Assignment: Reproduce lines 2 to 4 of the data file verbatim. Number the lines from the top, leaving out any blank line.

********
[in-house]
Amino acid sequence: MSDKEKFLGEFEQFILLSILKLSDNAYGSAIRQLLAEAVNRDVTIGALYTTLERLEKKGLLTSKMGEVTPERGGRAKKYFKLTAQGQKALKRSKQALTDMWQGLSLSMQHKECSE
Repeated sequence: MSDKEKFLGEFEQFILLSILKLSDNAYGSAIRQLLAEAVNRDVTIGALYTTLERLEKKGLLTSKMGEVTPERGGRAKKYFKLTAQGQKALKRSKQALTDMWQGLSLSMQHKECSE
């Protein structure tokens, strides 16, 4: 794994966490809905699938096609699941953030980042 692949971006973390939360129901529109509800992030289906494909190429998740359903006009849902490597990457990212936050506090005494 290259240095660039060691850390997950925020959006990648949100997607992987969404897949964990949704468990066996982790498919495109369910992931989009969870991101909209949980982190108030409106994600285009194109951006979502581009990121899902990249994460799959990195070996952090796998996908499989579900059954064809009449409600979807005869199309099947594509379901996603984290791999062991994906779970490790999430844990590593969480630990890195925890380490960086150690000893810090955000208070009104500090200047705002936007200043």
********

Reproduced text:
Amino acid sequence: MSDKEKFLGEFEQFILLSILKLSDNAYGSAIRQLLAEAVNRDVTIGALYTTLERLEKKGLLTSKMGEVTPERGGRAKKYFKLTAQGQKALKRSKQALTDMWQGLSLSMQHKECSE
Repeated sequence: MSDKEKFLGEFEQFILLSILKLSDNAYGSAIRQLLAEAVNRDVTIGALYTTLERLEKKGLLTSKMGEVTPERGGRAKKYFKLTAQGQKALKRSKQALTDMWQGLSLSMQHKECSE
């Protein structure tokens, strides 16, 4: 794994966490809905699938096609699941953030980042 692949971006973390939360129901529109509800992030289906494909190429998740359903006009849902490597990457990212936050506090005494 290259240095660039060691850390997950925020959006990648949100997607992987969404897949964990949704468990066996982790498919495109369910992931989009969870991101909209949980982190108030409106994600285009194109951006979502581009990121899902990249994460799959990195070996952090796998996908499989579900059954064809009449409600979807005869199309099947594509379901996603984290791999062991994906779970490790999430844990590593969480630990890195925890380490960086150690000893810090955000208070009104500090200047705002936007200043």